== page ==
F&L: Bernie Sanders Is A Democrat Now

Former mayor of Burlington, Vermont; avowed Socialist; decades in the House and Senate (usually in a caucus of one); seventy-eight, dogged, determined, and unlikable even by Hillary Clinton’s standards: How does Bernie Sanders even think he’s got a chance?

I’ll give you a hint:  It’s because he does.  Reputable polling shows clearly and repeatedly that Senator Sanders is by far the most likely of all the Democratic offerings to defeat Donald Trump.  He’s leading in most of the early primaries; his fundraising is grassroots and highly effective.  Oh, and he’s got a fanatical fanbase that springs from the alienated and the outcast:  People who wouldn’t vote for the sun to come up flock in droves to support Sanders.

So who is he?  Who is Bernie Sanders that we should support or oppose?

Bernie’s section of the Not Fake News 2020 Scorecard isn’t terribly detailed.  To be sure, an in-depth account of the Senator’s life and political efforts would fill several thick books.  He’s operated independently his entire political career, pledging to the Democrats only for his two presidential races and, notably, retaining his Independent designation in his 2018 Vermont Senate victory and time in office.  Naturally, the Democratic Party machinery views him very much as an outsider.

His views on the issues are extreme and always have been; Bernie Sanders is not a creature of vaccilating political whim.  His positions haven’t changed much since the 70s.  In consequence, Sanders has always ranked among the lowest few legislators for effectiveness; his contributions have traditionally been a record number of small riders fastened barnacle-like to larger pieces of legislation.  This is not to say that he’s had no impact; far from it.  In fact, his opinions have influenced many a committee that feared a last-minute Bernie rider would stall their promising new bill.

There’s no simple way to do justice to his issues page with a brief summary, but Medicare For All is the centerpiece.  He’s also a proud adherent to a Green New Deal, Housing For All, Jobs For All, a Wealth Tax, and High-Speed Internet For A Lucky Fe– strike that, For All.  In short, if there’s a problem, he’s got a plan for government to fix it, and he intends to fund these changes by taxing the exorbitantly wealthy.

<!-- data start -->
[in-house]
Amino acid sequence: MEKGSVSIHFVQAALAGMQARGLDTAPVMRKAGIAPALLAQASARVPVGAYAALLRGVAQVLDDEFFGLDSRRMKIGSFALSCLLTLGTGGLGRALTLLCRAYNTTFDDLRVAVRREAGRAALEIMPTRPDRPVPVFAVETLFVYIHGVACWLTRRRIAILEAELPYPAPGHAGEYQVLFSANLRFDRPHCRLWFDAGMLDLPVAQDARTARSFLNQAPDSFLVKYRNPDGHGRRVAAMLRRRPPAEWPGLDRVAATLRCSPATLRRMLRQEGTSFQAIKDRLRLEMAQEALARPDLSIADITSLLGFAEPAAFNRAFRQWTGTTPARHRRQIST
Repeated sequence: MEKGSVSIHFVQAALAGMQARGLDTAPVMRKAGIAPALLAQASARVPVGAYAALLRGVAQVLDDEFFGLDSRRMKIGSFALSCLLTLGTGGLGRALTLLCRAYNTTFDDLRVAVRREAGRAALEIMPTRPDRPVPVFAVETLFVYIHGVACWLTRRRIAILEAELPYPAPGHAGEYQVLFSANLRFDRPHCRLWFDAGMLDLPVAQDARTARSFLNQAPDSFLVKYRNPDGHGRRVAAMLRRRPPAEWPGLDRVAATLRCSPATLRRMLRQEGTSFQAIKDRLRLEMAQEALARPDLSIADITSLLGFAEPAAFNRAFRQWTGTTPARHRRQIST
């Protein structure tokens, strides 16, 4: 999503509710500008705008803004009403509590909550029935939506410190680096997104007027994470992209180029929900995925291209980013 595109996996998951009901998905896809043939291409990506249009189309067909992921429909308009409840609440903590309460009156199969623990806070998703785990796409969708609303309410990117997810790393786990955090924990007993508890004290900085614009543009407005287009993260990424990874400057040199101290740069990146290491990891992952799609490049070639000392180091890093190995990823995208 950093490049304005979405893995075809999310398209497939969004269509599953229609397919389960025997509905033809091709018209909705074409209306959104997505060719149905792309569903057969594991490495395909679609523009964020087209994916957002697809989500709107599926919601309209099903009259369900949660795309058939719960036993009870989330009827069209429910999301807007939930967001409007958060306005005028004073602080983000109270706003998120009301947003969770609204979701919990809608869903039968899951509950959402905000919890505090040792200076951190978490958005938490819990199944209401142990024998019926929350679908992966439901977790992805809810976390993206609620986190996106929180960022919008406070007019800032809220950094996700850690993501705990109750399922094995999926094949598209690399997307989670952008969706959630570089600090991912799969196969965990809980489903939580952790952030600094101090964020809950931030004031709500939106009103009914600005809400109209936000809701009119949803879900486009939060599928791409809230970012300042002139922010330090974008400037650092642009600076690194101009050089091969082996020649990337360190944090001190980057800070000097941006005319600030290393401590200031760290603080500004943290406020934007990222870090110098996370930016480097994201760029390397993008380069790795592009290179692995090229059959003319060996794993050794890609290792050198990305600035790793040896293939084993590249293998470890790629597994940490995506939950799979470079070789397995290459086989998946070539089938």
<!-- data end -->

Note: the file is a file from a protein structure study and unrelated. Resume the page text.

For those who doubt his ability to do any of this given our present rather dire Federal budgetary situation, be assured:  He’s got a detailed plan to pay for every program, and at least on paper every plan works out.

What’s more, here we have that unique candidate with no dirt stuck to him.  Warren staffers implied he’s sexist; he defused the situation in private (with her help).  Hillary Clinton slammed him as an unlikable crank; he laughed it off.  His campaign is funded by grassroots donations, and his positions make it plain that he’s very obviously not owned by Wall Street.  And his appeal is broad and his followers fanatical, so there’s no chance a poor showing in any of the early states will cut his contributor momentum.

But in a larger sense, none of that really matters.  In 1972, the big thing was Beating Nixon; today it’s Beating Trump.  And Bernie Sanders has got that cold.  He’s got enough personal charisma and dogged persistence to match Donald Trump point-for-point in a general election contest, and his loyal following springs from the same alienated voter pool that drives the Trump machine.  He’ll divide the enemy’s voters and win before the election has fairly begun.

But.

If Sanders has one mortal flaw, it’s that he’s unable to inspire the loyalty of his own party.  Which, to be sure, is entirely natural — but if that continues through a long primary season and then through a general campaign, will his broad appeal be enough to carry the election in November?

If I had to guess right now, I’d give it a resounding YES! and put bells on for good measure.  But November is a long time away, and a lot can happen.  I guess we’ll find out together.

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